The Federal Trade Commission (FTC) proposed to change a 2020 privacy order with Meta. The changes come after the FTC alleges that the company has failed to fully comply with the order, misled parents about their ability to control with whom their children communicated through its Messenger Kids app and misrepresented the access it provided some app developers to private user data.
As part of the proposed changes, Meta would be prohibited from profiting from data it collects, including through its virtual reality products, from users under the age of 18. It would also be subject to other expanded limitations, including in its use of facial recognition technology, and required to provide additional protections for users.
This is the third time the FTC has taken action against Meta for allegedly failing to protect users’ privacy. The FTC first filed a complaint against Meta — then Facebook — in 2011, and secured an order in 2012 barring the company from misrepresenting its privacy practices. But according to a subsequent complaint filed by the FTC, Meta violated the first FTC order within months of it being finalized — engaging in misrepresentations that helped fuel the Cambridge Analytica scandal. In 2019, Meta agreed to a second order — which took effect in 2020 — resolving claims that it violated the FTC’s first order. Today’s action alleges that Meta has violated the 2020 order, as well as the Children’s Online Privacy Protection Act Rule (COPPA Rule).
The 2020 privacy order required Meta to pay a $5 billion civil penalty. The 2020 order also expanded the required privacy program, as well as the independent third-party assessor’s role in evaluating the effectiveness of Meta’s program. For example, the 2020 order required Facebook to conduct a privacy review of every new or modified product, service, or practice before implementation and document its risk mitigation determinations. The order also required Facebook to implement greater security for personal information, and imposed restrictions on the use of facial recognition and telephone numbers obtained for account security.
In addition, the FTC has asked the company to respond to allegations that, from late 2017 until mid-2019, Facebook misrepresented that parents could control whom their children communicated with through its Messenger Kids product. According to the FTC, despite the company’s promises that children using Messenger Kids would only be able to communicate with contacts approved by their parents, children in certain circumstances were able to communicate with unapproved contacts in group text chats and group video calls.
The FTC says these misrepresentations violated the 2012 order, the FTC Act and the COPPA Rule. Under the COPPA Rule, operators of websites or online services that are directed to children under 13 must notify parents and obtain their verifiable parental consent before collecting personal information from children.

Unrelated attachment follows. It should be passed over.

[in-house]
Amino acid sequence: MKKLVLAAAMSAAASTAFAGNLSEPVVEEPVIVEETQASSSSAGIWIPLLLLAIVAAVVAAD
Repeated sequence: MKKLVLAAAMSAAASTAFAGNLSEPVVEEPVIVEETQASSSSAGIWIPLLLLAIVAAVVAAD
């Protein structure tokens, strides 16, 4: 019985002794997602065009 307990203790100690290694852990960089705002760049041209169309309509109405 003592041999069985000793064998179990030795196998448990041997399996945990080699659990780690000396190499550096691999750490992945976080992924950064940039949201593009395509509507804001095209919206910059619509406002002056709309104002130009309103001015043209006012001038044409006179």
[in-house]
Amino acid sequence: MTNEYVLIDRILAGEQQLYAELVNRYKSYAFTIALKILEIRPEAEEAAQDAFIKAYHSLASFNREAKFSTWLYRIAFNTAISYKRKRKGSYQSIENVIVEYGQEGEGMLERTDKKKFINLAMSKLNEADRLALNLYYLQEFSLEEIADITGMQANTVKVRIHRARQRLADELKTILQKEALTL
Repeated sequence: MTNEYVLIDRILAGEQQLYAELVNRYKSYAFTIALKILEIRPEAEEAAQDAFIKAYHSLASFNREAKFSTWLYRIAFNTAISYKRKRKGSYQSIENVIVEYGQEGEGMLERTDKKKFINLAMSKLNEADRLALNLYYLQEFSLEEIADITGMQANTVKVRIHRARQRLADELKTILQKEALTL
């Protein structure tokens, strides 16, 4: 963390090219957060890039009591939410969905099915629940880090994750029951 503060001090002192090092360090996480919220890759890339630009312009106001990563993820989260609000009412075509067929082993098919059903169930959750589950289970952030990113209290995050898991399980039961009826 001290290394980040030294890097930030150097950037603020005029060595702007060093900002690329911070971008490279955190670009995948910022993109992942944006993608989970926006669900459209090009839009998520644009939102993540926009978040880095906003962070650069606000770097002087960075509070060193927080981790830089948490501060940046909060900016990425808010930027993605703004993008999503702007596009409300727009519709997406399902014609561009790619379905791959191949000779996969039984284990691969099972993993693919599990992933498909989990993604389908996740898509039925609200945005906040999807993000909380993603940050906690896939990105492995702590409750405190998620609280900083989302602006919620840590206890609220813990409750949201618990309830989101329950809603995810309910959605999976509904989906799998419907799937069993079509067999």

The proposed changes to the 2020 order, which would apply to Facebook and Meta’s other services such as Instagram, WhatsApp and Oculus, include:
Blanket prohibition against monetizing data of children and teens under 18: Meta and all its related entities would be restricted in how they use the data they collect from children and teens. The company could only collect and use such data to provide the services or for security purposes, and would be prohibited from monetizing this data or otherwise using it for commercial gain even after those users turn 18.
Pause on the launch of new products, services: The company would be prohibited from releasing new or modified products, services or features without written confirmation from the assessor that its privacy program is in full compliance with the order’s requirements and presents no material gaps or weaknesses.
Extension of compliance to merged companies: Meta would be required to ensure compliance with the FTC order for any companies it acquires or merges with, and to honor those companies’ prior privacy commitments.
Limits on future uses of facial recognition technology: Meta would be required to disclose and obtain users’ affirmative consent for any future uses of facial recognition technology. The change would expand the limits on the use of facial recognition technology included in the 2020 order.
Strengthening existing requirements: Some privacy program provisions in the 2020 order would be strengthened, such as those related to privacy review, third-party monitoring, data inventory and access controls and employee training. Meta’s reporting obligations also would be expanded to include its own violations of its commitments.